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70 of 88 people found the following review helpful By J. Green on August 6, 2007
Format: Paperback
I think the authors of this book took a lesson from Michael Moore in propaganda. Or perhaps Oliver Stone.

This book pretends to be a "re-investigation," but is nothing of the sort. It is a one-sided money-grab that was written with the help of the MacDonald defense team. In fact, Jeff MacDonanld himself assisted with the final editing. The book is not only factually inaccurate, but it omits much valuable information. Such as: 1) Gunderson & Beasely (the books' primary sources) were trying to shop a movie deal in which they "solved" the case; 2) Gunderson (a first class wack job) later reported that the so-called cult was trying to kill him, causing him to live life on the run; 3) Gunderson & Beasely posted bail for Stoekly's husband & promised them they would be provided with jobs & new identities in California in exchange for their "testimonies," which they later recanted anyway.

The authors' also try to convince the reader that Stoekley was a reliable source, but the truth is she would say anything to anyone, and recanted her so-called "confessions" many times. At other times, she reported that she saw MacDonald kill his family. Nothing she said can be taken seriously.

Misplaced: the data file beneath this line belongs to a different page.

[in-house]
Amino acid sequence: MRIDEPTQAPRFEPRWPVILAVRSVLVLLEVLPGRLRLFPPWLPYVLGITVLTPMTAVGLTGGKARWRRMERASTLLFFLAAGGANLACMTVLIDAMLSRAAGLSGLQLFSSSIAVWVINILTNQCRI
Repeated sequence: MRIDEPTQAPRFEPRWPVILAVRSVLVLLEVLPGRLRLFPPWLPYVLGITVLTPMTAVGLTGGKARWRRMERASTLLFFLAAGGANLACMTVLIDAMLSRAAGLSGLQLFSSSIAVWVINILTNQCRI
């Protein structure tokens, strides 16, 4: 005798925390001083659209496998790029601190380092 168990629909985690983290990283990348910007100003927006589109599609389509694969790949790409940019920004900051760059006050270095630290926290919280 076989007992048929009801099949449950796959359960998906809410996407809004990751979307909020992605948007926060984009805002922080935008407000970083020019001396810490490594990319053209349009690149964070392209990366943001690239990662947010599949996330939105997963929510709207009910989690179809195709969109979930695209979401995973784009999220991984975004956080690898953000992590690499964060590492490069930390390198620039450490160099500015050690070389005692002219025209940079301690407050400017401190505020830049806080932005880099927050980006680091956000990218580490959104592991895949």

Further, the authors make large use of FOIA documents, but are deceitful in their use of them. For example, they report one note in which an investigator describes the failure of a match on a hair found at the crime scene, and says "this won't be reported by me." What the authors don't show you is the complete note, in which it becomes clear that the analyst is simply reporting that she is not going to label the hair, because another analyst will catalog and write the final report.